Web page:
South Carolina requires all passenger vehicle occupants to remain properly restrained at all times, but a recent study conducted by the Insurance Institute for Highway Safety suggests that seat belts may not provide adequate protection for rear-seat passengers. The road safety advocacy group says that auto makers should install the same kind of safety features in the rear of their vehicles as they do in the front, and the organization also wants federal crash tests to be revised so that more attention is paid to the injuries suffered by rear-seat passengers.
South Carolina residents who plan to celebrate the upcoming Independence Day holiday by visiting friends or family members should drive with extreme caution. The National Highway Traffic Safety Administration makes data about deadly car accidents available to researchers through its Fatality Analysis Reporting System, and the figures reveal that more fatal drunk driving crashes take place on the Fourth of July than on any other federal holiday.
A recently released study from an auto insurance company reveals that motorists in South Carolina and around the country who routinely use their cellphones while driving are quick to criticize others for doing the same thing. The study, which was conducted by a research firm in Virginia on behalf of Root Insurance, discovered that American drivers use their smartphones while behind the wheel for approximately 13 minutes each day. However, 89% of the motorists polled claimed that they would give an Uber or Lyft driver a poor rating for behaving in the same way.
The most severe penalty a driver can face in South Carolina for texting behind the wheel is a $25 fine. An epidemic of cellphone use by motorists and a worrying rise in distracted driving accidents have prompted many lawmakers in Columbia to back a bill that would sharply increase this penalty and introduce the new law of driving while under the influence of an electronic device. That bill was read on Jan. 8 and is now being scrutinized by a House committee, but lawmakers in Nevada are taking a different approach.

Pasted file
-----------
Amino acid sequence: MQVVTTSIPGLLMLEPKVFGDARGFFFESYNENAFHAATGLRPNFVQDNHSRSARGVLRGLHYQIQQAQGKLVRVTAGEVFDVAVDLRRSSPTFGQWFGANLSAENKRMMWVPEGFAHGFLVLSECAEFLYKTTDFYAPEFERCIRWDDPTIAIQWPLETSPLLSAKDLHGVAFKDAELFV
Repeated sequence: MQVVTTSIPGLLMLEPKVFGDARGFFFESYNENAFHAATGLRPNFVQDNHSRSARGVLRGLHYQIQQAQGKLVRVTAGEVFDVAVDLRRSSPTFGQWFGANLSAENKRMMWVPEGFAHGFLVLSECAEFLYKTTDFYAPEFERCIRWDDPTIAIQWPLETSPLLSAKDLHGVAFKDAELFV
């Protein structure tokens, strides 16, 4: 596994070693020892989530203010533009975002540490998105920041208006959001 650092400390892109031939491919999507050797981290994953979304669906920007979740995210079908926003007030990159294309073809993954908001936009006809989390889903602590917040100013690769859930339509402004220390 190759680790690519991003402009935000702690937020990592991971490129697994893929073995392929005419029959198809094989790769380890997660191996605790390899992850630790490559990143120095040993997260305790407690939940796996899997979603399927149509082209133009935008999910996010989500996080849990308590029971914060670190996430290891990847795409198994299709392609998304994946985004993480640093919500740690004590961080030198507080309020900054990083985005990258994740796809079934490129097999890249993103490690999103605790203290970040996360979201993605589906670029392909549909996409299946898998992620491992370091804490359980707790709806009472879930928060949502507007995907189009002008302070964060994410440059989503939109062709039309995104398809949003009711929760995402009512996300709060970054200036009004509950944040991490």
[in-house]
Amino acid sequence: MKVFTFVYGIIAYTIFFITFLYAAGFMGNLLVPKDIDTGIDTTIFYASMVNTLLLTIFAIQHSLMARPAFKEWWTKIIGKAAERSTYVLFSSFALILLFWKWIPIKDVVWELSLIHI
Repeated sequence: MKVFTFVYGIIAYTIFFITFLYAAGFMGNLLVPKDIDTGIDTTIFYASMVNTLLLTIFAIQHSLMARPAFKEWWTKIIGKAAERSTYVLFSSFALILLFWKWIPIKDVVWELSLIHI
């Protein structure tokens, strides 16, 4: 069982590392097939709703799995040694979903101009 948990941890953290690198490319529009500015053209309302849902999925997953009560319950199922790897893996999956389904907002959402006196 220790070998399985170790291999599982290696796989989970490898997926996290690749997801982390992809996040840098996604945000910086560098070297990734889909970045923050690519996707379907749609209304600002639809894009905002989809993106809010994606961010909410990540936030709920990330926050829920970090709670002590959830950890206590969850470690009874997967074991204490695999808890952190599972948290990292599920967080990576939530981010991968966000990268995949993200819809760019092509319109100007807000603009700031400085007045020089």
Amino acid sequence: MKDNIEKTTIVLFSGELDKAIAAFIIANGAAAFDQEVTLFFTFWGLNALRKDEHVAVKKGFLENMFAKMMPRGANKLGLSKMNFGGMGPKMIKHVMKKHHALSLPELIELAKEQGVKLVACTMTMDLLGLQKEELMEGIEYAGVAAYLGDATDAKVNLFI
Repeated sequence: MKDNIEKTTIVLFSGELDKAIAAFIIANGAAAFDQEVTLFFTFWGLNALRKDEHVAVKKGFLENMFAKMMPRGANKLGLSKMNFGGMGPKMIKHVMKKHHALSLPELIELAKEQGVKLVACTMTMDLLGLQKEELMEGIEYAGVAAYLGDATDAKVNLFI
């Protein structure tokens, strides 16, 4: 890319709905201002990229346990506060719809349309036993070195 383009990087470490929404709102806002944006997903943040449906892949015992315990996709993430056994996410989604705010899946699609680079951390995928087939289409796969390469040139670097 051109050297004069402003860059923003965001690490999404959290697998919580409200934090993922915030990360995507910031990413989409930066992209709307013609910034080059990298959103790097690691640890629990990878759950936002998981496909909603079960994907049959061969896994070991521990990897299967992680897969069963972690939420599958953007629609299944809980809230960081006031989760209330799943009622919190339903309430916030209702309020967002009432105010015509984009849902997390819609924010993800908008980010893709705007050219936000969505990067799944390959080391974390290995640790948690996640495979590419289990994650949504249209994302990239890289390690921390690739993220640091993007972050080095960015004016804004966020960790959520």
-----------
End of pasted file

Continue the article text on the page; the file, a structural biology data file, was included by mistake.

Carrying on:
Daylight Savings Time requires people in South Carolina to spring their watches forward one hour in March, costing them at least one hour of sleep that night in the process. According to the Foundation for Traffic Safety, operated by AAA, missing one or two hours of the recommended sleep time in a single period of 24 hours may as much as double the person's risk of a car accident. Typically, drivers require seven hours of sleep each night in order to drive safely.
For South Carolina residents, automobile accidents are an all-too-common occurrence. Often, when people pass an automobile accident, they wonder why it happened. Law enforcement officials are interested in the same question. They want to know who or what caused the accident as this will influence to whom they give a ticket. Insurance companies are also interested in this question because identifying who is at fault will determine which insurance company will have to pay for the accident. It can also determine who receives compensation and how much that compensation will be.
Hailing a ridesharing service might provide convenience to people in South Carolina, but the American Academy of Sleep Medicine has issued a warning about the risks of driver fatigue. The academy cited the long and late at night hours often worked by ridesharing drivers as threats to public safety. These drivers, who work as independent contractors, also do not undergo any medical screening that might detect conditions associated with drowsy driving, like obstructive sleep apnea.
Some of the most severe car accident injuries that people in Myrtle Beach may experience are caused by blunt abdominal trauma. Every year, over 2 million Americans go to the emergency room as a result of injuries caused by a crash. The total cost to the health care system hovers around $1 trillion each year. This is in addition to the costs to accident victims' physical health, mental well-being and financial stability. Because the damages caused by a crash can be so severe, many people want to take all of the precautions they can to protect themselves. Researchers say that wearing a seatbelt may not prevent liver injuries entirely, but it can lower the risk of suffering severe damage.
There were 1.35 million traffic-related fatalities globally in 2016, according to the Global Status Report on Road Safety. This means that traffic accidents caused more deaths than HIV/AIDS. In addition, it's the No. 1 cause of death among those between the ages of 5 and 29. Since the United Nations wants to halve road deaths by 2020, advocates are taking steps to makes the roads in South Carolina and throughout the world safer.
Many people in South Carolina are aware of the dangers of distracted driving. Texting or surfing the internet while behind the wheel can lead to serious and even fatal car accidents. Nonetheless, despite public awareness campaigns and increased law enforcement attention to the problem, it still continues to be a growing threat to roadway safety. One study by Motus indicates that the mobile workforce may also contribute to the distracted driving danger. As smartphone ownership has increased among workers spending time on the road, expectations for their connectivity have grown. In addition, car accident rates have risen at the same time.